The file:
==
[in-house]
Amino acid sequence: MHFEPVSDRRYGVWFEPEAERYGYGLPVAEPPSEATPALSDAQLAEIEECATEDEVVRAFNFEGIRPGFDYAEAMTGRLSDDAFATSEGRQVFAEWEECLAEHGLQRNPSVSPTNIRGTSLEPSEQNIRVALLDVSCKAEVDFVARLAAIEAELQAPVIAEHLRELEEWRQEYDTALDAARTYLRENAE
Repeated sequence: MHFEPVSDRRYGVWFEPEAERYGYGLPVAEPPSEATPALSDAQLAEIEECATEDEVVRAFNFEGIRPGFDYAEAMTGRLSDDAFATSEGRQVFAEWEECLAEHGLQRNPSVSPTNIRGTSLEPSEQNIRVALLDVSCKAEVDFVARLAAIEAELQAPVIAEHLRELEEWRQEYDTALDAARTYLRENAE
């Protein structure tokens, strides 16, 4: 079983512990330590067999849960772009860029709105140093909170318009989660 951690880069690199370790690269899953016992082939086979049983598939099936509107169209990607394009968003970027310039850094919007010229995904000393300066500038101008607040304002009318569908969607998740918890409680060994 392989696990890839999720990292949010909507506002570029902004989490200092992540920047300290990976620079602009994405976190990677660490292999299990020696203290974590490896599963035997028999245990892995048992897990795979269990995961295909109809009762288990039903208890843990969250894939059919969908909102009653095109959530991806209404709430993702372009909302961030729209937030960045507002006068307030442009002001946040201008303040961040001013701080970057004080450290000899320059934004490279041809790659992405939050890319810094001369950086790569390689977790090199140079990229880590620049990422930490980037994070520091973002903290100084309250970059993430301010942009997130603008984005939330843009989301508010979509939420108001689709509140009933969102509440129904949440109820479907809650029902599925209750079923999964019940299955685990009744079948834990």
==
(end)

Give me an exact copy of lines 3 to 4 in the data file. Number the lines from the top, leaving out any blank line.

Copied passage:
Repeated sequence: MHFEPVSDRRYGVWFEPEAERYGYGLPVAEPPSEATPALSDAQLAEIEECATEDEVVRAFNFEGIRPGFDYAEAMTGRLSDDAFATSEGRQVFAEWEECLAEHGLQRNPSVSPTNIRGTSLEPSEQNIRVALLDVSCKAEVDFVARLAAIEAELQAPVIAEHLRELEEWRQEYDTALDAARTYLRENAE
């Protein structure tokens, strides 16, 4: 079983512990330590067999849960772009860029709105140093909170318009989660 951690880069690199370790690269899953016992082939086979049983598939099936509107169209990607394009968003970027310039850094919007010229995904000393300066500038101008607040304002009318569908969607998740918890409680060994 392989696990890839999720990292949010909507506002570029902004989490200092992540920047300290990976620079602009994405976190990677660490292999299990020696203290974590490896599963035997028999245990892995048992897990795979269990995961295909109809009762288990039903208890843990969250894939059919969908909102009653095109959530991806209404709430993702372009909302961030729209937030960045507002006068307030442009002001946040201008303040961040001013701080970057004080450290000899320059934004490279041809790659992405939050890319810094001369950086790569390689977790090199140079990229880590620049990422930490980037994070520091973002903290100084309250970059993430301010942009997130603008984005939330843009989301508010979509939420108001689709509140009933969102509440129904949440109820479907809650029902599925209750079923999964019940299955685990009744079948834990």